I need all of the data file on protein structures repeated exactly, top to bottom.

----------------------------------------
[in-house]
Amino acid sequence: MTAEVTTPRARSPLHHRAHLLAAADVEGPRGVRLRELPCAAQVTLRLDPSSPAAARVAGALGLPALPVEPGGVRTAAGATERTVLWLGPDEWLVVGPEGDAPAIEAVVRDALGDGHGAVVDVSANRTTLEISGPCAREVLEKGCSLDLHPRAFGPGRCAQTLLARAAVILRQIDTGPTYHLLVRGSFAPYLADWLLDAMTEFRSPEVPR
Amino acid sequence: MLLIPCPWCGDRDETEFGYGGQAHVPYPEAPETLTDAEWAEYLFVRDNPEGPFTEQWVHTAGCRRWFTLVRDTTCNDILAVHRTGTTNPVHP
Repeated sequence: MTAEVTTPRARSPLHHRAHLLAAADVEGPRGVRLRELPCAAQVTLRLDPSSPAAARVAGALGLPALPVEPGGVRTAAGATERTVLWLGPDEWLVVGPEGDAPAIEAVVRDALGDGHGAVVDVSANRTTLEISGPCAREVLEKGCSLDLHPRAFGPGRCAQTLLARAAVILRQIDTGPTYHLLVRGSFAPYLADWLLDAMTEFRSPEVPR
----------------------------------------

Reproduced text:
[in-house]
Amino acid sequence: MTAEVTTPRARSPLHHRAHLLAAADVEGPRGVRLRELPCAAQVTLRLDPSSPAAARVAGALGLPALPVEPGGVRTAAGATERTVLWLGPDEWLVVGPEGDAPAIEAVVRDALGDGHGAVVDVSANRTTLEISGPCAREVLEKGCSLDLHPRAFGPGRCAQTLLARAAVILRQIDTGPTYHLLVRGSFAPYLADWLLDAMTEFRSPEVPR
Amino acid sequence: MLLIPCPWCGDRDETEFGYGGQAHVPYPEAPETLTDAEWAEYLFVRDNPEGPFTEQWVHTAGCRRWFTLVRDTTCNDILAVHRTGTTNPVHP
Repeated sequence: MTAEVTTPRARSPLHHRAHLLAAADVEGPRGVRLRELPCAAQVTLRLDPSSPAAARVAGALGLPALPVEPGGVRTAAGATERTVLWLGPDEWLVVGPEGDAPAIEAVVRDALGDGHGAVVDVSANRTTLEISGPCAREVLEKGCSLDLHPRAFGPGRCAQTLLARAAVILRQIDTGPTYHLLVRGSFAPYLADWLLDAMTEFRSPEVPR